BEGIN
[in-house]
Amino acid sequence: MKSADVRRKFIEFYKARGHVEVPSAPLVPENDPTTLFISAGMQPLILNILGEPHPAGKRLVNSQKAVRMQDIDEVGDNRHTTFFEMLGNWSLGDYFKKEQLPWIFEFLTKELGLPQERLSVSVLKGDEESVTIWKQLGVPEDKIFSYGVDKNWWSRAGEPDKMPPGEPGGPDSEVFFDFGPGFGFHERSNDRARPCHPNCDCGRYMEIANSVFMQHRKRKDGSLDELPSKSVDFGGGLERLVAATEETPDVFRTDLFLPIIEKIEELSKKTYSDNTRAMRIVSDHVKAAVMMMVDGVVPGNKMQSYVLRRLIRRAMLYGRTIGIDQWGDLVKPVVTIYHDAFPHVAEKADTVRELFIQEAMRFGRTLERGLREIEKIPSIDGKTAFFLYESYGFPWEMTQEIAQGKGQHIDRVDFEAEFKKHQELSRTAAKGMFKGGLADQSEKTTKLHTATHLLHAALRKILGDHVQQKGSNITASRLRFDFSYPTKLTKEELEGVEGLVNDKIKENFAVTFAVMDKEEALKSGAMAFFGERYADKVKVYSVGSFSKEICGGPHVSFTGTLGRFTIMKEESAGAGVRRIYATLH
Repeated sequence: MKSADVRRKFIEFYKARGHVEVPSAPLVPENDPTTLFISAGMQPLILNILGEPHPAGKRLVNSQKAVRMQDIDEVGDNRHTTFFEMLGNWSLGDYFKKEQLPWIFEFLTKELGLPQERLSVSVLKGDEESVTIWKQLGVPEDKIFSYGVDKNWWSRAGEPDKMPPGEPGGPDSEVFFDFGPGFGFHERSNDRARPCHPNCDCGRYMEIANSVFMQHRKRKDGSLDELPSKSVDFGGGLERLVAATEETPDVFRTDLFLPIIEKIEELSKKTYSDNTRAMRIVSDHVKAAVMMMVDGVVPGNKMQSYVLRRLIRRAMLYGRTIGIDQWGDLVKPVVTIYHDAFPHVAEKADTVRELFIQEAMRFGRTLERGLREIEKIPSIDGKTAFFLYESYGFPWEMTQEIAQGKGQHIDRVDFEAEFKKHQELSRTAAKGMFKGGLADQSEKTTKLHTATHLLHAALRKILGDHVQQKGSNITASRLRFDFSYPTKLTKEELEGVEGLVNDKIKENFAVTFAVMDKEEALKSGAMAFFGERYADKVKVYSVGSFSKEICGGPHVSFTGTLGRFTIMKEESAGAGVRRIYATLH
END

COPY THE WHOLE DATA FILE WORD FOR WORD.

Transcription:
[in-house]
Amino acid sequence: MKSADVRRKFIEFYKARGHVEVPSAPLVPENDPTTLFISAGMQPLILNILGEPHPAGKRLVNSQKAVRMQDIDEVGDNRHTTFFEMLGNWSLGDYFKKEQLPWIFEFLTKELGLPQERLSVSVLKGDEESVTIWKQLGVPEDKIFSYGVDKNWWSRAGEPDKMPPGEPGGPDSEVFFDFGPGFGFHERSNDRARPCHPNCDCGRYMEIANSVFMQHRKRKDGSLDELPSKSVDFGGGLERLVAATEETPDVFRTDLFLPIIEKIEELSKKTYSDNTRAMRIVSDHVKAAVMMMVDGVVPGNKMQSYVLRRLIRRAMLYGRTIGIDQWGDLVKPVVTIYHDAFPHVAEKADTVRELFIQEAMRFGRTLERGLREIEKIPSIDGKTAFFLYESYGFPWEMTQEIAQGKGQHIDRVDFEAEFKKHQELSRTAAKGMFKGGLADQSEKTTKLHTATHLLHAALRKILGDHVQQKGSNITASRLRFDFSYPTKLTKEELEGVEGLVNDKIKENFAVTFAVMDKEEALKSGAMAFFGERYADKVKVYSVGSFSKEICGGPHVSFTGTLGRFTIMKEESAGAGVRRIYATLH
Repeated sequence: MKSADVRRKFIEFYKARGHVEVPSAPLVPENDPTTLFISAGMQPLILNILGEPHPAGKRLVNSQKAVRMQDIDEVGDNRHTTFFEMLGNWSLGDYFKKEQLPWIFEFLTKELGLPQERLSVSVLKGDEESVTIWKQLGVPEDKIFSYGVDKNWWSRAGEPDKMPPGEPGGPDSEVFFDFGPGFGFHERSNDRARPCHPNCDCGRYMEIANSVFMQHRKRKDGSLDELPSKSVDFGGGLERLVAATEETPDVFRTDLFLPIIEKIEELSKKTYSDNTRAMRIVSDHVKAAVMMMVDGVVPGNKMQSYVLRRLIRRAMLYGRTIGIDQWGDLVKPVVTIYHDAFPHVAEKADTVRELFIQEAMRFGRTLERGLREIEKIPSIDGKTAFFLYESYGFPWEMTQEIAQGKGQHIDRVDFEAEFKKHQELSRTAAKGMFKGGLADQSEKTTKLHTATHLLHAALRKILGDHVQQKGSNITASRLRFDFSYPTKLTKEELEGVEGLVNDKIKENFAVTFAVMDKEEALKSGAMAFFGERYADKVKVYSVGSFSKEICGGPHVSFTGTLGRFTIMKEESAGAGVRRIYATLH